What it’s really like to live in student digs

students, coffee, laptops, studying

For most students, student digs isn’t exactly your first choice, when it comes to your choice of accommodation for your academic year.

However, with the rising demand for accommodation – and dwindling availability of said accommodation. And the rising costs of rental for students houses, digs is becoming a far more considerable option.

Impartial to what some may think, I’m about to tell you just why living in digs is not that bad after all!

Don’t get me wrong. I, like every other incoming first year was very eager to get a place in on-campus accommodation and was placed on the mile-long waiting list. As I waited I looked up housing in the surrounding area of the University of Limerick.

As you could only imagine by the middle of August the array of available rooms to rent was pretty much non-existent, and those that were available were at sky-high rates, with payment required immediately in a bid to secure your place.

Nothing ideal was coming my way, so the inevitable happened. With deep annoyance and even a little gloom, I set about refining my search to student digs and lodgings rather than student house-sharing.

After a few hours, I had reduced the available rooms in student digs to my top two. I based my choice of these two on the fact that it wasn’t living with a huge family. I viewed both houses and chose the second – the one with a second room that was to be rented out to another student, someone I hoped I’d get along with.

On meeting my landlady I had eased off about living in digs, especially now that I knew I would be sharing with another student.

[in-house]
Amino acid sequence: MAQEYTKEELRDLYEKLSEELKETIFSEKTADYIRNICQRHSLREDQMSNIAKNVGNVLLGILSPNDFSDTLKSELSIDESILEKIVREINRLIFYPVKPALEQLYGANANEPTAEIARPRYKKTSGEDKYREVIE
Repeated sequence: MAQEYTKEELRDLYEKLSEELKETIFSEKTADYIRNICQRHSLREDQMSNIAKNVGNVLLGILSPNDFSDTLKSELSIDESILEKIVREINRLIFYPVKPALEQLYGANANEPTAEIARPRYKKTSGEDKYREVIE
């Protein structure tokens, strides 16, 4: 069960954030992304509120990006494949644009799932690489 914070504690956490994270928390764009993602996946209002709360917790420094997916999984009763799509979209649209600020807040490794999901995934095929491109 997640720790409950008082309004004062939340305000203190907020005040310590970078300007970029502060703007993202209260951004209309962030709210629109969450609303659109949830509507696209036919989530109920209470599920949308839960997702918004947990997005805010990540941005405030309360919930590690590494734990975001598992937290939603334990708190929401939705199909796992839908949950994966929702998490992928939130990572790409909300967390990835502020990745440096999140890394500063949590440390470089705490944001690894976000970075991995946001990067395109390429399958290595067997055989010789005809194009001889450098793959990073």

Ideal for first years

For my first year in college, I feel like student digs was actually the best option. My plan had been to try to find accommodation for the second semester – and I even got offered a place on campus, but by this time I was more than adapted to this new lifestyle.

I made a great friend in the other girl, and I was nervous about starting afresh, in a new house full of strangers. Granted, I could have made friends in student housing, but the lodging was a more relaxed place, and my then housemate and I were confident in going into student housing together for our second year.


 One of the key ‘pros’ when it came to living in student digs, particularly in my first year, is that though you aren’t exactly “bossed” around.

Your house is obviously going to be completely off the list when it comes to everyone getting ready together and having a “few” drinks before they head out (if you decide to head out after all the craic that’s had at pre-drinks).

This was ideal, as house-parties can get messy, and I was always able to go back to my clean, tidy student dig.

Home from home

To some, this may not actually come across appetizing, and I’m on your same wavelength in one way. But when you’re a 17-year-old culchie that’s moved to another county (even if it’s only an hour and a bit away) this may appeal to you, somewhat.

Particularly, if you’re under the belief you may become homesick, which I had the absolute pleasure of experiencing in my first two weeks of college.

Secondly, there was only so long I was going to live off ‘pot- noodle’ for when I could tell my lovely landlady was keeping track.

I definitely, enforced a proper dinner (if anything else!) daily, once I’d settled in, mainly to keep her happy, because I knew she was keeping track of how it was the fourth day in a row that I’d had the good ol’ faithful pot noodle for a dinner.

Of course, not every live- in landlady/lord is going to be as nice, I’m sure I got lucky, as she often had hot water bottles, and the heaters turned on in our rooms for when we came home from a night out, which was a real homely touch.


Student accommodation is so expensive, but living in digs for the first year, settled me in, and has made me aware of what would be expected for my second year of college. Most families don’t even expect you to pay for the weeks you’re not in, which saved me and my housemate so much in our first year.



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